Benjamin Franklin Papers
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From Benjamin Franklin to David Hartley, 26 February 1778

To David Hartley

ALS: New York Public Library; transcript: Library of Congress

Passy, Feb. 26. 1778

Dear Sir,

I receiv’d yours of the 18th and 20th. of this Month, with Lord North’s proposed Bills. The more I see of the Ideas and Projects of your Ministry, and their little Arts and Schemes of amusing and dividing us, the more I admire the prudent, manly and magnanimous Propositions contained in your intended Motion for an Address to the King.1 What Reliance can we have on an Act expressing itself to be only a Declaration of the Intention of Parliament concerning the Exercise of THE RIGHT of imposing Taxes in America; when in the Bill itself, as well as in the Title, a Right is suppos’d and claimed which never existed; and a present Intention only is declar’d not to use it, which may be changed by another Act next Sessions, with a Preamble that this Intention being found inexpedient, it is thought proper to repeal this Act, and resume the Exercise of THE RIGHT in its full Extent? If any solid permanent Benefit was intended by this, why is it confin’d to the Colonies of North America, and not extended to the loyal Ones in the Sugar Islands?2 But it is now needless to criticise, as all Acts that suppose your future Government of the Colonies can be no longer significant.

In the Act for appointing Commissioners, instead of full Powers to agree upon Terms of Peace and Friendship, with a Promise of ratifying such Treaty as they shall make in pursuance of those Powers; it is declared that their Agreements shall have no force nor Effect, nor be carried into Execution till approved by Parliament; so that everything of Importance will be uncertain. But they are allow’d to proclaim a Cessation of Arms; and revoke their Proclamation as soon as in confidence of it our Militia have been allow’d to go home: They may suspend the Operation of Acts prohibiting Trade; and take off that Suspension when our Merchants in consequence of it have been induc’d to send their Ships to Sea: in short they may do everything that can have a Tendency to divide and distract us, but nothing that can afford us Security. Indeed, Sir, your Ministers do not yet know us. We may not be quite so cunning as they; but we have really more Sense as well as more Courage than they have ever been willing to give us Credit for: And I am persuaded that those Acts will rather obstruct Peace than promote it; and that they will not in America answer the mischievous and malevolent Ends for which they were intended. In England they may indeed amuse the Public Creditors, give Hopes and Expectations that shall be of some present Use, and continue the Mismanagers a little longer in their Places. Voila tout!

In return for your repeated Advice to us, not to conclude any Treaty with the House of Bourbon, permit me to give (through you) a little Advice to the Whigs in England. Let nothing induce them to join with the Tories in supporting and continuing this wicked War against the Whigs of America; whose Assistance they may hereafter want to secure their own Liberties; or whose Country they may be glad to retire to for the Enjoyment of them.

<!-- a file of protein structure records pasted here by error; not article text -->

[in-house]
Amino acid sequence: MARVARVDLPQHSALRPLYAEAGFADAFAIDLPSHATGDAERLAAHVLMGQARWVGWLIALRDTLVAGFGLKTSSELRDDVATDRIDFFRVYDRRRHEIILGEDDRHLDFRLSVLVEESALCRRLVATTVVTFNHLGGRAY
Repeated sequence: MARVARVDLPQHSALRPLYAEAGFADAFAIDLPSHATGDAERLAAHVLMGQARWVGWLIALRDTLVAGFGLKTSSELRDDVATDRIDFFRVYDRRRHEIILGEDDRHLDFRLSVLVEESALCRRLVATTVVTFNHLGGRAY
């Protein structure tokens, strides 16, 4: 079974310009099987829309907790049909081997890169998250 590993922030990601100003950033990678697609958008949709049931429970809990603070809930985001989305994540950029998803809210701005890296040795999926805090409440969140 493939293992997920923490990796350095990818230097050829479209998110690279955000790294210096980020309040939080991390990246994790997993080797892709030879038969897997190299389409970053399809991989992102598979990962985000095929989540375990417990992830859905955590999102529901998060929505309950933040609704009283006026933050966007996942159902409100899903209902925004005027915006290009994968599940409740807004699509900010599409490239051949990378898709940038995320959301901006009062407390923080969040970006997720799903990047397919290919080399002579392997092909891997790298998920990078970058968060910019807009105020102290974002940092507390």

If Peace by a Treaty with America upon equal Terms were really desired, your Commissioners need not go there for it; supposing that as they are impower’d by the Bill, “to treat with such Person or Persons as in their Wisdom and Discretion they shall think meet,” they should happen to conceive the Commissioners at Paris might be included in that Description. I am ever, Dear Sir, Your most obedient humble Servant

B Franklin3

D. Hartley, Esqr

1BF may be referring to either of two attempts at reconciliation that Hartley had made, two years apart, in the House of Commons. Both were couched as motions to be included in an address to the throne, and were decisively defeated. For the first, in December, 1775, see above, XXII, 254–60; for the second, in December, 1777, see Cobbett, Parliamentary History, XIX (1777–78), 549–58, 560.

2This point was raised and accepted in the debate on the bill, and the West Indies were included in 18 Geo. III, c. 12.

3The ALS has every appearance of being the letter sent. Yet the earliest printed texts, unlike the original and the transcript, add: “P.S. Seriously on farther thoughts I am of opinion, that if wise and honest men, such as Sir George Saville, the Bishop of St. Asaph, and yourself, were to come over here immediately with powers to treat, you might not only obtain peace with America but prevent war with France.” WTF, Memoirs, II, 242, reprinted with inconsequential differences in Jared Sparks, ed., The Diplomatic Correspondence of the American Revolution . . . (12 vols., Boston and New York, 1829–30), III, 36. Neither editor indicates his source, and we have searched in vain for it. Sparks may well have borrowed the postscript from WTF, who perhaps got it from a draft that has since disappeared. In that case BF could have made the suggestion (the wording and the choice of intermediaries sound like him) and then on reflection dropped it. We have found no other sign that he was thinking along that line.

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